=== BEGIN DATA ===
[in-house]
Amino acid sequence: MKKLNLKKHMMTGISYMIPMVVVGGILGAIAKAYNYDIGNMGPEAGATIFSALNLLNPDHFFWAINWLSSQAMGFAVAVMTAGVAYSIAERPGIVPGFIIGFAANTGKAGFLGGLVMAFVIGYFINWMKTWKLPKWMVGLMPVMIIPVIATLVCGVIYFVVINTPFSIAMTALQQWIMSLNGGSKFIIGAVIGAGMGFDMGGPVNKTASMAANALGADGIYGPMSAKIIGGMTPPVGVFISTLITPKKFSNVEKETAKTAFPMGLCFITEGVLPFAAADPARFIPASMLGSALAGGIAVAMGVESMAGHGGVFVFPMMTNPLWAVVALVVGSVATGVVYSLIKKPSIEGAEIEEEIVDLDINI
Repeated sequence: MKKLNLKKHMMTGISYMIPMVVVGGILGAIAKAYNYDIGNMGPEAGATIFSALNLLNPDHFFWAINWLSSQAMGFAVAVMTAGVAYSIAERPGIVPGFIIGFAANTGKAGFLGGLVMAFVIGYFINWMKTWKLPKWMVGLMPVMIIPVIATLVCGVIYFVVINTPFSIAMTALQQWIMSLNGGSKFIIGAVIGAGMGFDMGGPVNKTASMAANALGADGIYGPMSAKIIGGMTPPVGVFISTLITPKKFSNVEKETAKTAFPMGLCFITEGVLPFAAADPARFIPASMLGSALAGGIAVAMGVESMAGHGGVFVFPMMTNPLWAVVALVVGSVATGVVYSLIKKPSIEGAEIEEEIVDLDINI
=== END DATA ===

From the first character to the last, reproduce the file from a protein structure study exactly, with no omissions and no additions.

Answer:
[in-house]
Amino acid sequence: MKKLNLKKHMMTGISYMIPMVVVGGILGAIAKAYNYDIGNMGPEAGATIFSALNLLNPDHFFWAINWLSSQAMGFAVAVMTAGVAYSIAERPGIVPGFIIGFAANTGKAGFLGGLVMAFVIGYFINWMKTWKLPKWMVGLMPVMIIPVIATLVCGVIYFVVINTPFSIAMTALQQWIMSLNGGSKFIIGAVIGAGMGFDMGGPVNKTASMAANALGADGIYGPMSAKIIGGMTPPVGVFISTLITPKKFSNVEKETAKTAFPMGLCFITEGVLPFAAADPARFIPASMLGSALAGGIAVAMGVESMAGHGGVFVFPMMTNPLWAVVALVVGSVATGVVYSLIKKPSIEGAEIEEEIVDLDINI
Repeated sequence: MKKLNLKKHMMTGISYMIPMVVVGGILGAIAKAYNYDIGNMGPEAGATIFSALNLLNPDHFFWAINWLSSQAMGFAVAVMTAGVAYSIAERPGIVPGFIIGFAANTGKAGFLGGLVMAFVIGYFINWMKTWKLPKWMVGLMPVMIIPVIATLVCGVIYFVVINTPFSIAMTALQQWIMSLNGGSKFIIGAVIGAGMGFDMGGPVNKTASMAANALGADGIYGPMSAKIIGGMTPPVGVFISTLITPKKFSNVEKETAKTAFPMGLCFITEGVLPFAAADPARFIPASMLGSALAGGIAVAMGVESMAGHGGVFVFPMMTNPLWAVVALVVGSVATGVVYSLIKKPSIEGAEIEEEIVDLDINI